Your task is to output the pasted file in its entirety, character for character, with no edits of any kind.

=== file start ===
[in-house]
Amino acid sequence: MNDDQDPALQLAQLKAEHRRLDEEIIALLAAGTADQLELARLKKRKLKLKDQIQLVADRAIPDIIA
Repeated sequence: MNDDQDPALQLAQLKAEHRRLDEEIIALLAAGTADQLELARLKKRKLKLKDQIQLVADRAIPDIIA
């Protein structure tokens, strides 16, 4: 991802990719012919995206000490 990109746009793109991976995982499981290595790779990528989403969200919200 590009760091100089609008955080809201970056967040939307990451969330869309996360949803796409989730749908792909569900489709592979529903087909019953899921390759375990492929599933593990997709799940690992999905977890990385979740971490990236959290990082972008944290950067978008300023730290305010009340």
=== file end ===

[in-house]
Amino acid sequence: MNDDQDPALQLAQLKAEHRRLDEEIIALLAAGTADQLELARLKKRKLKLKDQIQLVADRAIPDIIA
Repeated sequence: MNDDQDPALQLAQLKAEHRRLDEEIIALLAAGTADQLELARLKKRKLKLKDQIQLVADRAIPDIIA
């Protein structure tokens, strides 16, 4: 991802990719012919995206000490 990109746009793109991976995982499981290595790779990528989403969200919200 590009760091100089609008955080809201970056967040939307990451969330869309996360949803796409989730749908792909569900489709592979529903087909019953899921390759375990492929599933593990997709799940690992999905977890990385979740971490990236959290990082972008944290950067978008300023730290305010009340």